Making Space: Extravagant Generosity Acts 9: 1-20

This is my storyWe’re persuaded we’re read more than a history book when we read the biblical text.  Saul’s conversion is our story; for we too can have a life changing encounter with Jesus.  Being Christian isn’t just going to a church, saying the Apostles’ Creed, or following the teachings of Jesus.  Being Christian means we can be changed by God; converted, for like Saul, when we believe in Jesus we are led into an authentic relationship with God.

Saul’s “stopped in your tracks by a heavenly flash and a voice” is not the only model for conversion.  The point of the story is Christ can find any of us to change us.  If God can save an enemy of the church, God can save anyone.  What every transformation has in common is Christ makes himself known; helping us see the way clear; and igniting greater spiritual growth whether our conversion is grand or gentle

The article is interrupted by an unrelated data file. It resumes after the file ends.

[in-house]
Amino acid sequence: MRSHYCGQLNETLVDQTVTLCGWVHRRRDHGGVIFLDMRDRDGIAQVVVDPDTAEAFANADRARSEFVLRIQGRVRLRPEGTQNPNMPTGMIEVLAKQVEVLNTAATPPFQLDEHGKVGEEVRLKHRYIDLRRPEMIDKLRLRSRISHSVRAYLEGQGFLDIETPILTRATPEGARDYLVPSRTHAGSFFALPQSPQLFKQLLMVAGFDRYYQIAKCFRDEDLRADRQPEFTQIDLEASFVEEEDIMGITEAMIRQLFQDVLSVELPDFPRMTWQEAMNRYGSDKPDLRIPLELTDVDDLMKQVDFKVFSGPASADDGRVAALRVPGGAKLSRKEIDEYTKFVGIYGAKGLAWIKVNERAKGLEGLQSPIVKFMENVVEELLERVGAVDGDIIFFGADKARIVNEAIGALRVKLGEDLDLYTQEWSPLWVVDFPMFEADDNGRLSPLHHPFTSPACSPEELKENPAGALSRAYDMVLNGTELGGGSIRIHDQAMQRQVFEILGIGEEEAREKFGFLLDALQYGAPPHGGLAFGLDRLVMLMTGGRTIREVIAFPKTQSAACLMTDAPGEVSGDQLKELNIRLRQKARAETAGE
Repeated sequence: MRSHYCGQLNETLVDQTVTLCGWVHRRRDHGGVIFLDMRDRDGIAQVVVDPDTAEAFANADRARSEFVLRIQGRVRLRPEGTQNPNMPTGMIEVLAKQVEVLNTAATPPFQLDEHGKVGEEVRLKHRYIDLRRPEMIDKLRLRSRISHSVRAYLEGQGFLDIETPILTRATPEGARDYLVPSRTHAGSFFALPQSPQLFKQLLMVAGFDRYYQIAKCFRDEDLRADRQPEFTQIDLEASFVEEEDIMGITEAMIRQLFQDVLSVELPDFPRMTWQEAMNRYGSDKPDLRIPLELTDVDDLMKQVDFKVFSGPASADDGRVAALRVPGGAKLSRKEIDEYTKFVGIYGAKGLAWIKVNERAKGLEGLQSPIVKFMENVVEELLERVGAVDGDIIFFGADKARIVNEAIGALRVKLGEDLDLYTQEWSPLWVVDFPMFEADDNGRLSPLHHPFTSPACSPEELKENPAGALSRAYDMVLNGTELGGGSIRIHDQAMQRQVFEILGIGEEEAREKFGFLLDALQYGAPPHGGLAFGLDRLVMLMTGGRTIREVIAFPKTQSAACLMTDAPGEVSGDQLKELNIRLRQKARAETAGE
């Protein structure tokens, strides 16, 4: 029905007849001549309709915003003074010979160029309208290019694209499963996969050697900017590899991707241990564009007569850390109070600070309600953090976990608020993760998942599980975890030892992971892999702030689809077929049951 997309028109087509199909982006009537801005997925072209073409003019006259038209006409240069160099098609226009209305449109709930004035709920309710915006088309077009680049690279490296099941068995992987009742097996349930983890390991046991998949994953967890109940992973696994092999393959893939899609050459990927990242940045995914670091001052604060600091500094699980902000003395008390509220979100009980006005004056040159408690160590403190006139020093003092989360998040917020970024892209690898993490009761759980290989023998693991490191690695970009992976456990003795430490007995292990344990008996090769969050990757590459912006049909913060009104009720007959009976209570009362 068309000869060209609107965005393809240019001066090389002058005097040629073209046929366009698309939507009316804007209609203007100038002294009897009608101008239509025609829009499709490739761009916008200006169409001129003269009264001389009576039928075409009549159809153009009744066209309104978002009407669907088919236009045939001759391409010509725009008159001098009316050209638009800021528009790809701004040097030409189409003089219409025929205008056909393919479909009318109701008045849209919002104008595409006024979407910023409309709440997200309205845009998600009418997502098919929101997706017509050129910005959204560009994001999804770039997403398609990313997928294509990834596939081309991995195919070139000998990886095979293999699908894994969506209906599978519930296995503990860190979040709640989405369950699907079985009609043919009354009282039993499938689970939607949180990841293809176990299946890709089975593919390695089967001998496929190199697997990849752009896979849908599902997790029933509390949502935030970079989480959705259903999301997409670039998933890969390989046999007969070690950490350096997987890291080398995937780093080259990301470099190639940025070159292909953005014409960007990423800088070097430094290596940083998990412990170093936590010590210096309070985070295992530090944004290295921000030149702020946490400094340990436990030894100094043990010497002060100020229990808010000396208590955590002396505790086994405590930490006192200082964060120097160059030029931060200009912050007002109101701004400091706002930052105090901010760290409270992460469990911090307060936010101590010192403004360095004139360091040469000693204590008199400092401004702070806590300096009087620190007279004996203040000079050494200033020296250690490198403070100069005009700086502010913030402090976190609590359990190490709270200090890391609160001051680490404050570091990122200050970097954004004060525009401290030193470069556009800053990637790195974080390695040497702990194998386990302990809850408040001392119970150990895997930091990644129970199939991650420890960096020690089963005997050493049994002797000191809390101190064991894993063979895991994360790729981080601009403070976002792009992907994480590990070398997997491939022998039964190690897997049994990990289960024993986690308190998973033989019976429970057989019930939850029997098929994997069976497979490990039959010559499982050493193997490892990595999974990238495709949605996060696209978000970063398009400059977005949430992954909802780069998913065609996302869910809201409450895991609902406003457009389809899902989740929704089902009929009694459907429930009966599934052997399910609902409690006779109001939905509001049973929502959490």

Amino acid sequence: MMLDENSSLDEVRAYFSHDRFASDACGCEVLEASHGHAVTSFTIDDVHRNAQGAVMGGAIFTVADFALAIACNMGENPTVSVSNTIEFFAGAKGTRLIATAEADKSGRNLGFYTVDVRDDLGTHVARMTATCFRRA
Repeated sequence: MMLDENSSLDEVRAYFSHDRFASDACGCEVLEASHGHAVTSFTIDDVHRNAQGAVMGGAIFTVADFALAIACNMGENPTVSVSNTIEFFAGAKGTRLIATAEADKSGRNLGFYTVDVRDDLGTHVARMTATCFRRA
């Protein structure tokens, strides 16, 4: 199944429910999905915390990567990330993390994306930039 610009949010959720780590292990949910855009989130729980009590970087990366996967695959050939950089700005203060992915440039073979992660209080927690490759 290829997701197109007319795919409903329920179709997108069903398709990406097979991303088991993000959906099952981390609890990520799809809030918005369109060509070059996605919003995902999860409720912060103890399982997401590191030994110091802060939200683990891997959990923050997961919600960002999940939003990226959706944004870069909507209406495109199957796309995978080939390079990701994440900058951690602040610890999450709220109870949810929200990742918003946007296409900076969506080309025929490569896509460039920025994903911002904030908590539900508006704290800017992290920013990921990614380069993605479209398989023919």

Saul was “still breathing threats and murder” against the people of the Way.  The Way was the name early Christians claimed for themselves.  This assertion would have profound meaning to a Jew.  The halacha, the Law, which literally means, ‘the way’ defined the way for God’s people.  For early Christian to say they are followers of the Way meant they were claiming the law is embodied in the risen Jesus who they follow because he is the Way.the_way_logo

Saul would stop those following this New Way because they were a threat to his way.  He failed to see how the new Way is the old Way. He’s stopped on his way by the one who is the Way and blinded. The one who thought he saw clearly, now couldn’t see at all.  The one who bound Christians and led them back to the old Way in Jerusalem is unable to find his way without being led.  When he is led, it’s now toward the new Way in Damascus.